My final story, “The history of Steadman’s Jewelry continues on to the fourth generation of family for more than a century,” allowed me to dive into the personal, profile aspect too. Once again, I ran with it, turning out great results of the history of a 111-year-old, fourth generation, family business. One of the best parts about my final story was that I was able to film and create a visual story to accompany the written one.

With these three stories I was grateful to my Voices of Utah editor and professor, Kimberley Mangun, for guiding me through the revision process, or as she embedded in me, the “Re, dash, vision.” I was fortunate to learn more than editing my story only once and fixing minor AP style details. It was much greater than that and I am thankful for being encouraged to go back and gather more specific details and step away from my story to gain a better understanding as to what would be most beneficial to it in the end.

Through the entire process of writing for Voices of Utah, I confirmed how much I sincerely enjoy interviewing people, listening to their stories and reporting them truthfully and accurately to the world. It is an opportunity that not many people have, on top of the chance to write in depth about it, and one that I am very thankful to have had on a college level.

My journey as a journalist has come full circle, just as I prepare to graduate from the University of Utah in May 2015. I fell in love with print journalism, discovered an even greater passion for broadcast journalism, developed my storytelling skills as a Voices of Utah reporter and now, I’m ready to embark on my career in the news industry.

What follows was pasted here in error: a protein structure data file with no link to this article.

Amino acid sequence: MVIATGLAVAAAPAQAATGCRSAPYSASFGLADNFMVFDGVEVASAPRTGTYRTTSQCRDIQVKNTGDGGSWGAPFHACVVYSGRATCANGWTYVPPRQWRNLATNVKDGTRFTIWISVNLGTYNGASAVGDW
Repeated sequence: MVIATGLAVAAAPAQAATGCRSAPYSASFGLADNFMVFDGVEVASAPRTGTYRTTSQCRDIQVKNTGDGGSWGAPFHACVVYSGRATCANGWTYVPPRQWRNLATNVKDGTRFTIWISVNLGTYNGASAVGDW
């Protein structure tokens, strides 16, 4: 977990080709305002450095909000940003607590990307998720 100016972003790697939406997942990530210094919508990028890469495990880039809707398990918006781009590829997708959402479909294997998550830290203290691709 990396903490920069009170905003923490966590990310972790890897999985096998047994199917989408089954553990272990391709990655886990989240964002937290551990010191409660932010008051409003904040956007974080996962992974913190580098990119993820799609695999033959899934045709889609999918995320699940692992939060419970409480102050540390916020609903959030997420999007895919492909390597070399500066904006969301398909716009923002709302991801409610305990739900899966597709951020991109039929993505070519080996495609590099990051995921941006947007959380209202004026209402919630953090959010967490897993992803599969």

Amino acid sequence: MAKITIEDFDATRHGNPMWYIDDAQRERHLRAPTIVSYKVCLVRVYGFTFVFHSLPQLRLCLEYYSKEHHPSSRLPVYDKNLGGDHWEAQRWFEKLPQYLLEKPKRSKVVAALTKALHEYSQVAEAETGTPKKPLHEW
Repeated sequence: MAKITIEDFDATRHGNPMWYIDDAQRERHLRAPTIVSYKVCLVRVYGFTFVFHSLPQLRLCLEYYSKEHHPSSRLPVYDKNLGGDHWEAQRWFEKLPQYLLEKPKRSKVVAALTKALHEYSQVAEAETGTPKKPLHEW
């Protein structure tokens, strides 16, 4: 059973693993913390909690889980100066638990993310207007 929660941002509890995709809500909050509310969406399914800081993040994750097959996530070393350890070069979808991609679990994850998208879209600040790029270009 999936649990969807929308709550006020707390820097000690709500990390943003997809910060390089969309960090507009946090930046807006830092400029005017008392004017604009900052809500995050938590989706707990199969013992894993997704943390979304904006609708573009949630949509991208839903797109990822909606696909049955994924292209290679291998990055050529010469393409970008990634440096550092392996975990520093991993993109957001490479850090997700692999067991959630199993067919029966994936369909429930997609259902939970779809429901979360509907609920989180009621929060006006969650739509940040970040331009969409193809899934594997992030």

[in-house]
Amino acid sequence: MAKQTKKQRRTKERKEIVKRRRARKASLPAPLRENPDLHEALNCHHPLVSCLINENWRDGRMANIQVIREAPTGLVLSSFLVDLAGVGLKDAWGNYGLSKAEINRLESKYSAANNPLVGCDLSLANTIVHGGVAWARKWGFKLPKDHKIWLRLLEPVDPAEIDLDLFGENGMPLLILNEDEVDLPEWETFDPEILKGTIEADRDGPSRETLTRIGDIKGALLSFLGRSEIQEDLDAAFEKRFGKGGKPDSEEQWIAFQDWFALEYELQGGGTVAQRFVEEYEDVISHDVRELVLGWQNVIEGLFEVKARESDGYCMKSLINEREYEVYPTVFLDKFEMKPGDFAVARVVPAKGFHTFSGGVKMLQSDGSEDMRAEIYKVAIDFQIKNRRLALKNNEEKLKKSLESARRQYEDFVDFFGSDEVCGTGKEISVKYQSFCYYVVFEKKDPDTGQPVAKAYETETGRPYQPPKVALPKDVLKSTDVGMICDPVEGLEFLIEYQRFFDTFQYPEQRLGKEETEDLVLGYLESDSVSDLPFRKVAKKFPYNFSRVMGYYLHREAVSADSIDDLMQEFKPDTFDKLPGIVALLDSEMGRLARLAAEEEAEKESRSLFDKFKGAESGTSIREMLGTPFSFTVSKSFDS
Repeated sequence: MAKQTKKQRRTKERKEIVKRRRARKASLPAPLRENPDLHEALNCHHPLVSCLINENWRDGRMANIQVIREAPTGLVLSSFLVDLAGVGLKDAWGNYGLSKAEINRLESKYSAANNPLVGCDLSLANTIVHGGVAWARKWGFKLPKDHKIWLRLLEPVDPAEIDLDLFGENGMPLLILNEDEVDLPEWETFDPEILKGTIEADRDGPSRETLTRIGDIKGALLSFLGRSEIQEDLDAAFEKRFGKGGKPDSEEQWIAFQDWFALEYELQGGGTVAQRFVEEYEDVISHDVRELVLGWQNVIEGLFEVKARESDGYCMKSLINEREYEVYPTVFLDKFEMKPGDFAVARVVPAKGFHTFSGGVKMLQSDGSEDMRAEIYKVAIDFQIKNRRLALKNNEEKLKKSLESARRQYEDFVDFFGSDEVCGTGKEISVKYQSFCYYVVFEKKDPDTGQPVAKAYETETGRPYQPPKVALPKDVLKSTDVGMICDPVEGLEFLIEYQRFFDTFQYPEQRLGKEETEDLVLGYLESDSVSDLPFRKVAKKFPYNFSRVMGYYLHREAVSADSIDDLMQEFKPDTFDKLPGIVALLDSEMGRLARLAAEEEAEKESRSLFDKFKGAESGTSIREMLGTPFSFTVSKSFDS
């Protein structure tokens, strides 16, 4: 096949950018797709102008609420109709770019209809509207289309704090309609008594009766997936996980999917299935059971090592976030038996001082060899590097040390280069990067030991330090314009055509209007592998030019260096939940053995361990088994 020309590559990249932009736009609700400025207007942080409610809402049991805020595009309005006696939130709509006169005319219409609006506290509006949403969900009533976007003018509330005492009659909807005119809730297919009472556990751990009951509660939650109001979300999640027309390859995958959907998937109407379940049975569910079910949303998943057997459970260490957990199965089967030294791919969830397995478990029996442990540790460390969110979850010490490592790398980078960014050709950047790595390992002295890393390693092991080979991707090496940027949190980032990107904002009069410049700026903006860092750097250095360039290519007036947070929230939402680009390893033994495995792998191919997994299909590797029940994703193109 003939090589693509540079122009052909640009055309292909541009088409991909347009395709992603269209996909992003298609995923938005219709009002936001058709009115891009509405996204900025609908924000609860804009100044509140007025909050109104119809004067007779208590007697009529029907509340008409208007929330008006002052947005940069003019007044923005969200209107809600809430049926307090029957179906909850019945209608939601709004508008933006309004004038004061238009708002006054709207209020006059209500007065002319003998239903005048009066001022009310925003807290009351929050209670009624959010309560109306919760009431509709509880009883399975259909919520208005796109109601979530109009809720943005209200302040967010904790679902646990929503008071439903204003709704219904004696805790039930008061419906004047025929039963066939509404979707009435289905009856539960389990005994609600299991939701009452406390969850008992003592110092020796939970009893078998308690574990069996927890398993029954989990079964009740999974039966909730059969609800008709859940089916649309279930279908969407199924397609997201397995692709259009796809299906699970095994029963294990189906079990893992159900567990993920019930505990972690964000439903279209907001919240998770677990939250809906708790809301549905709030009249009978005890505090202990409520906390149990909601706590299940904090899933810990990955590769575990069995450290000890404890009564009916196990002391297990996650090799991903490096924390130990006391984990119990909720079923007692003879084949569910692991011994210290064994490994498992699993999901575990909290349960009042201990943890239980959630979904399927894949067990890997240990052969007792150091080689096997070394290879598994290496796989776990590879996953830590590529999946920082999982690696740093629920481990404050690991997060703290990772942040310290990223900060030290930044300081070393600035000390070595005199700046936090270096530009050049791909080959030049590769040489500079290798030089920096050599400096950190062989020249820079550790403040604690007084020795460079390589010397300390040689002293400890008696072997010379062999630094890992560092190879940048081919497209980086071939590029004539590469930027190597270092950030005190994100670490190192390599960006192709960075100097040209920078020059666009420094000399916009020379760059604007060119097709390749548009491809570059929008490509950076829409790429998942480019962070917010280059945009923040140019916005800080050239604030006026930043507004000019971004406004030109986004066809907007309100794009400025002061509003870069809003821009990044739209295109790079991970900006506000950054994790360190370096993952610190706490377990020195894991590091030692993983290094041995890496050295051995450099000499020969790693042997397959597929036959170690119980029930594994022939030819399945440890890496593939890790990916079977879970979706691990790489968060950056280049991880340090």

I am a 22-year-old graduate from the University of Utah, class of 2015. I earned my Bachelor of Science degree in Communication with an emphasis in journalism.

In the fall of 2014, I joined NewsBreak, the University of Utah student news station, as a reporter. It is a show produced by students, for students and each week a show is produced and aired on KUED, Channel 9. In 2014 I held the positions of producer, reporter, anchor, journalist and videographer. And in 2015, I held the positions of director, technical director, floor director, web director, audio director and videographer. I was also in the advanced video course where I produced and filmed longer documentary/profile-style videos.

In addition to my achievements in my college education, I have enjoyed serving my community as Miss Murray 2014. Since passing on my title I have continued to implement my platform, “Hope for Alzheimer’s,” as an ambassador for the Alzheimer’s Association, Utah Chapter. I love spending time with my family, nannying, dancing, oil painting and hiking.

The writer in me will also always believe in journaling every single day. I encourage others to do the same, even if it is one line a day. Because at the end of this life there is no one who can tell about your adventures, memories, experiences and write your story better than yourself.

“Journalism is hard. Always be true to yourself and to the people who are listening to the story you are telling.” — Char Gray, my Mom.

Through my journey as a journalist, I am proud to say that I have always and will always remember my Mom’s words and strive to achieve nothing less.